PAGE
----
it's almost... almost like a dialogue between the world and church. I'm just thinking of the... recently some of the Jews confronting the church about problems of Catholic complicity with Nazis during World War II and stuff, and that it's strangely helping both the world in a way and also helping the church, as it says here, that the church constantly needs to be refining itself and cleansing itself and trying to scrutinize itself and where it's going wrong. And a lot of times that best criticism comes from outside of it. And it's just a deeper image of how that back and forth can go, almost like two different... not like church and then outside of it, but almost like two different bodies bouncing off of each other or correcting each other


or something like that. There's a lot of that stuff in the Bible, like about two brothers, you know, that always you have A and you've got B. You've got the favorite son and then you've got the other son. You've got the insider and the outsider. And somehow they're necessary to one another. Like you've got Jacob and you've got Esau. You've got Isaac, you've got Ishmael. You've got the Jews and then you've got the Arabs. You've got the Jews and the Gentiles. And somehow, without the pair, history can't work. And they confront one another and they very carefully find every weak spot in the other. And so it is now in the church and the world. The church has been learning a lot from the world in recent centuries.


And one of the things, see, that the world comes back with is the human person. Because Christianity would defend itself by saying, well, Christianity is the revelation of the human person. The human person really is created anew in Jesus Christ. And I believe that's true. And the church is the expression of that. But then you look at the church very often and you find suppression of the person, kind of suffocation or containment or lack of trust in the human person and lack of trust in the Holy Spirit in the human person at the expense of organization, at the expense of domination, or one thing or another. So very easily the church forgets what it professes and really quenches the human person while claiming to liberate the human person. So what happens? So you get a modern secular society which becomes over-personalized, over-subjectivized and so on and throws all that back at the church, but also gives people opportunities for growth


in ways which challenge the church. Because I think what the modern Western world does largely is to open every possibility of freedom and development for the person that's conceivable. Although very few people get there, you can say. Whereas what the church did very often was to limit those possibilities and over-channel and subordinate person to institution. Whereas the challenge from the East is different. Like when you see the conflict between like American bishops in Rome sometimes or the tension between like the American side of Catholicism and the more juridical side of Catholicism. It's around those issues very often. Personal freedom, the individual, those things. And it's a lesson, there's a dialogue


that has to go both ways there so that the tradition of the church can listen to that revelation of the human person which is back in our time. The church knows very well about the human person as a spiritual entity that can teach the church that, that can teach the world that whole thing. But as far as the person developing in this world, it's something else. Okay, does the term dialogue with the world seem to be a new language in the church? How would the relationship have been expressed in 1898? It would have been radically different. Thank you. One expression might have been that the church represents the kingdom of God in this world. It offers the kingdom of God and the kingdom of Christ to every human being.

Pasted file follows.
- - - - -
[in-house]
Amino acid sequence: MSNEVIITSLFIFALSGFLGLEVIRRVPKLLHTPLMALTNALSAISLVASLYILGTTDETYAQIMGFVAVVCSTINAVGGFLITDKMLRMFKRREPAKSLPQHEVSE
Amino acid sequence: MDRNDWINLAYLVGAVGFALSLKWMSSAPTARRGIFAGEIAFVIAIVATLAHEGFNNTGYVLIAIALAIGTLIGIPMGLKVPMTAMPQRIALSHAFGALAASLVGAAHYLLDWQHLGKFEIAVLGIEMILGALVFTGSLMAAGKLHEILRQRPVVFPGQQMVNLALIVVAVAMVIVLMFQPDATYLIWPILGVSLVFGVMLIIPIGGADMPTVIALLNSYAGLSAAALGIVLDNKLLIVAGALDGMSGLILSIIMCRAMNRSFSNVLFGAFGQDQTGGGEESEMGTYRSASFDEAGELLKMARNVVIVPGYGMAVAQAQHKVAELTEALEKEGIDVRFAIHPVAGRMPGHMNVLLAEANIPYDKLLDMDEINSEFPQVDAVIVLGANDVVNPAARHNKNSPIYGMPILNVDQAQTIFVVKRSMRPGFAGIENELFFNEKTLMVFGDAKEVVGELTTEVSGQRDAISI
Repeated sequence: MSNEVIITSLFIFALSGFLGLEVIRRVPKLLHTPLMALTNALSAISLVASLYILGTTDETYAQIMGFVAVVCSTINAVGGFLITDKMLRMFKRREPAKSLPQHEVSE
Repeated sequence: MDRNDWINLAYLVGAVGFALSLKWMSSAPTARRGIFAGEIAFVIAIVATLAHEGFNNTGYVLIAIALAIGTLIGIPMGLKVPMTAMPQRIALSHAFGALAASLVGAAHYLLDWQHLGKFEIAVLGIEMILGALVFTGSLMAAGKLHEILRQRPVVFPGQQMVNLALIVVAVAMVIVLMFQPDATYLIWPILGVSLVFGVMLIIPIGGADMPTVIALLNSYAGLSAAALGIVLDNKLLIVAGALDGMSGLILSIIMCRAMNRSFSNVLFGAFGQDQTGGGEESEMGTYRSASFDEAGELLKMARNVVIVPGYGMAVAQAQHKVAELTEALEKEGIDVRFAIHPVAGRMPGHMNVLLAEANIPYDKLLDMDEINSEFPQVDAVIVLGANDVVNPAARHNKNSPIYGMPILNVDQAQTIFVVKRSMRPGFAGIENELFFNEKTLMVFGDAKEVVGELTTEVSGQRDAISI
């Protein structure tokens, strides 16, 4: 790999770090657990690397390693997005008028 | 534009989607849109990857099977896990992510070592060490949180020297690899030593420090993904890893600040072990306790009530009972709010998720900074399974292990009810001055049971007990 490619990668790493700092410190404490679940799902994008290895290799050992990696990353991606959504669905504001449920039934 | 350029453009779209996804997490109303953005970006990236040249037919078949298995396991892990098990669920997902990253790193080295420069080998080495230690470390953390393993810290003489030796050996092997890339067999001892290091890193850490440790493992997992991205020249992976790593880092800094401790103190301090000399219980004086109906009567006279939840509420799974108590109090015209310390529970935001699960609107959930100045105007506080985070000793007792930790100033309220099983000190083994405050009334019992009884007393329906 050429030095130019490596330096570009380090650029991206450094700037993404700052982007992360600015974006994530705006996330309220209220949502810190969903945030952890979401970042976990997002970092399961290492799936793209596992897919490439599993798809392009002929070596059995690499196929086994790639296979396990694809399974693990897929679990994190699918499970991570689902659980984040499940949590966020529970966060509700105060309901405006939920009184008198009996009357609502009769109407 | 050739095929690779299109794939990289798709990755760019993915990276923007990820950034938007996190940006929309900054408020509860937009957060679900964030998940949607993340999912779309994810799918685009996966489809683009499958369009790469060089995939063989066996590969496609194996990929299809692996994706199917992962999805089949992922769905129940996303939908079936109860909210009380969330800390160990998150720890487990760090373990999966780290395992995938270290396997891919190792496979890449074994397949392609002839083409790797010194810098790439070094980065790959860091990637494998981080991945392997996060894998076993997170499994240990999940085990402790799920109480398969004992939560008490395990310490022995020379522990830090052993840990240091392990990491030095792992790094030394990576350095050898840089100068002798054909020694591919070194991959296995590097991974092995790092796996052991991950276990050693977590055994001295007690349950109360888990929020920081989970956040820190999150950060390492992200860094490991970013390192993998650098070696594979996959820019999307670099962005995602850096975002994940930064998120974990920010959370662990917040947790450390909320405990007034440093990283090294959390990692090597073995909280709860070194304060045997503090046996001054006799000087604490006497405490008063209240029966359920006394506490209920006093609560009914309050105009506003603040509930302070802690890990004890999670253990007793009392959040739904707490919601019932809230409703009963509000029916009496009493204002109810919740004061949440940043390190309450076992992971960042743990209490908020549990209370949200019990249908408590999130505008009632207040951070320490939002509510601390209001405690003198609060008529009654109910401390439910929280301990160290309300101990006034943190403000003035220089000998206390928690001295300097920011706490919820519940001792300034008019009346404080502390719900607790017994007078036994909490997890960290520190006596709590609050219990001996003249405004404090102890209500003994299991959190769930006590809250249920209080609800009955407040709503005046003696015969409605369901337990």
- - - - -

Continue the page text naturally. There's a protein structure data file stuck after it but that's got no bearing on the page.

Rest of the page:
They will believe it and submit to it. But that step of maturity and being able to respect the other, because it's like a psychological thing happening here as well as a theological dimension. Just moving to a kind of adulthood in which the other has a right to be. The church and the world are like the two brothers. Sometimes the church is the king and the other is the evil. And sometimes the opposite. What's meant by the credibility gap between sign and reality? Well, that's obvious enough for me. It's hard to read this kind of theology


about the body of Christ and the Spirit because it's not sharp conceptual thinking. It's a kind of... I always wondered how to grip it. But after a while you can kind of feel it. Yeah. One of the things is that in a sense with the institution, individual humility... Sometimes I think the credibility gap is enormous in my own life between sign and reality, between saying words versus living the life. Or reading words, thinking about them, and then living the life. But as huge as it is in me, it's almost going to be a permanent aspect also with the church, just because it's an institution.


It's almost somewhat different than spirit. But at the same time, you know it's worth the battle to try to lessen the credibility gap and make sign and reality merge. Yeah, it's like the credibility gap is an expression of the gap of incarnation, of divinity becoming human. Because that sign is a sign of divinity, of divine humanity. So often the weight of the human, the inertia or the stubbornness of the human, can almost totally obliterate that sign. The sign has an absolute quality to it. We're far from that. Monastic community, I think it's accented in the monastic community because monastic community stands out like a sign within a sign, doesn't it? And it can't seem to stand out like a sign